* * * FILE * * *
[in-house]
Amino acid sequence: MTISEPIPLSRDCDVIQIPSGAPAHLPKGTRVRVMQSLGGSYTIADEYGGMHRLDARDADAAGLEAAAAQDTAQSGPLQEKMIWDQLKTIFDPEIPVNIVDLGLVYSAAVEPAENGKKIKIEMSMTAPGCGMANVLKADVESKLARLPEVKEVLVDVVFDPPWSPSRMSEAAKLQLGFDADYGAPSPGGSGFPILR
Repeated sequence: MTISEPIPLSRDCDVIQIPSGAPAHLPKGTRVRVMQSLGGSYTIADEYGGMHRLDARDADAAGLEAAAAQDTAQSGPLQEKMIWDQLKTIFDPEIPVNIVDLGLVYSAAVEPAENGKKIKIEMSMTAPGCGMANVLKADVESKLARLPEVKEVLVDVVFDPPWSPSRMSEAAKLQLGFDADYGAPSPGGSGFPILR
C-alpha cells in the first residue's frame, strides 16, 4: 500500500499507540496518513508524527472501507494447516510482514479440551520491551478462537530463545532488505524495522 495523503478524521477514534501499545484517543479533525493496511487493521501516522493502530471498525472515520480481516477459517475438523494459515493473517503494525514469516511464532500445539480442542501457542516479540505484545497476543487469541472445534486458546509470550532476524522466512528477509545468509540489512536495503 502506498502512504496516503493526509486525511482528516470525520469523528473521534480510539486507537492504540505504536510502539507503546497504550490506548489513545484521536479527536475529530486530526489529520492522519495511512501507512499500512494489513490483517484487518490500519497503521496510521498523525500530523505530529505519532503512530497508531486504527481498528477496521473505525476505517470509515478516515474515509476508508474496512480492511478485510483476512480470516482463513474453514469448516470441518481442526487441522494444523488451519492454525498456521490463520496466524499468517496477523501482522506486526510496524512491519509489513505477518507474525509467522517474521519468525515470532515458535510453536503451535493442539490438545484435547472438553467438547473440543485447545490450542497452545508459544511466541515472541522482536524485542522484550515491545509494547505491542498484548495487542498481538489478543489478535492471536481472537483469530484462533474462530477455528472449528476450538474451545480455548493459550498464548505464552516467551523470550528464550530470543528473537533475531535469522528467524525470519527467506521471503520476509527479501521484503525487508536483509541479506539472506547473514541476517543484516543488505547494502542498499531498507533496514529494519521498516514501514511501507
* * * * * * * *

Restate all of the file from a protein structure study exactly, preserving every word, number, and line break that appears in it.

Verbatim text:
[in-house]
Amino acid sequence: MTISEPIPLSRDCDVIQIPSGAPAHLPKGTRVRVMQSLGGSYTIADEYGGMHRLDARDADAAGLEAAAAQDTAQSGPLQEKMIWDQLKTIFDPEIPVNIVDLGLVYSAAVEPAENGKKIKIEMSMTAPGCGMANVLKADVESKLARLPEVKEVLVDVVFDPPWSPSRMSEAAKLQLGFDADYGAPSPGGSGFPILR
Repeated sequence: MTISEPIPLSRDCDVIQIPSGAPAHLPKGTRVRVMQSLGGSYTIADEYGGMHRLDARDADAAGLEAAAAQDTAQSGPLQEKMIWDQLKTIFDPEIPVNIVDLGLVYSAAVEPAENGKKIKIEMSMTAPGCGMANVLKADVESKLARLPEVKEVLVDVVFDPPWSPSRMSEAAKLQLGFDADYGAPSPGGSGFPILR
C-alpha cells in the first residue's frame, strides 16, 4: 500500500499507540496518513508524527472501507494447516510482514479440551520491551478462537530463545532488505524495522 495523503478524521477514534501499545484517543479533525493496511487493521501516522493502530471498525472515520480481516477459517475438523494459515493473517503494525514469516511464532500445539480442542501457542516479540505484545497476543487469541472445534486458546509470550532476524522466512528477509545468509540489512536495503 502506498502512504496516503493526509486525511482528516470525520469523528473521534480510539486507537492504540505504536510502539507503546497504550490506548489513545484521536479527536475529530486530526489529520492522519495511512501507512499500512494489513490483517484487518490500519497503521496510521498523525500530523505530529505519532503512530497508531486504527481498528477496521473505525476505517470509515478516515474515509476508508474496512480492511478485510483476512480470516482463513474453514469448516470441518481442526487441522494444523488451519492454525498456521490463520496466524499468517496477523501482522506486526510496524512491519509489513505477518507474525509467522517474521519468525515470532515458535510453536503451535493442539490438545484435547472438553467438547473440543485447545490450542497452545508459544511466541515472541522482536524485542522484550515491545509494547505491542498484548495487542498481538489478543489478535492471536481472537483469530484462533474462530477455528472449528476450538474451545480455548493459550498464548505464552516467551523470550528464550530470543528473537533475531535469522528467524525470519527467506521471503520476509527479501521484503525487508536483509541479506539472506547473514541476517543484516543488505547494502542498499531498507533496514529494519521498516514501514511501507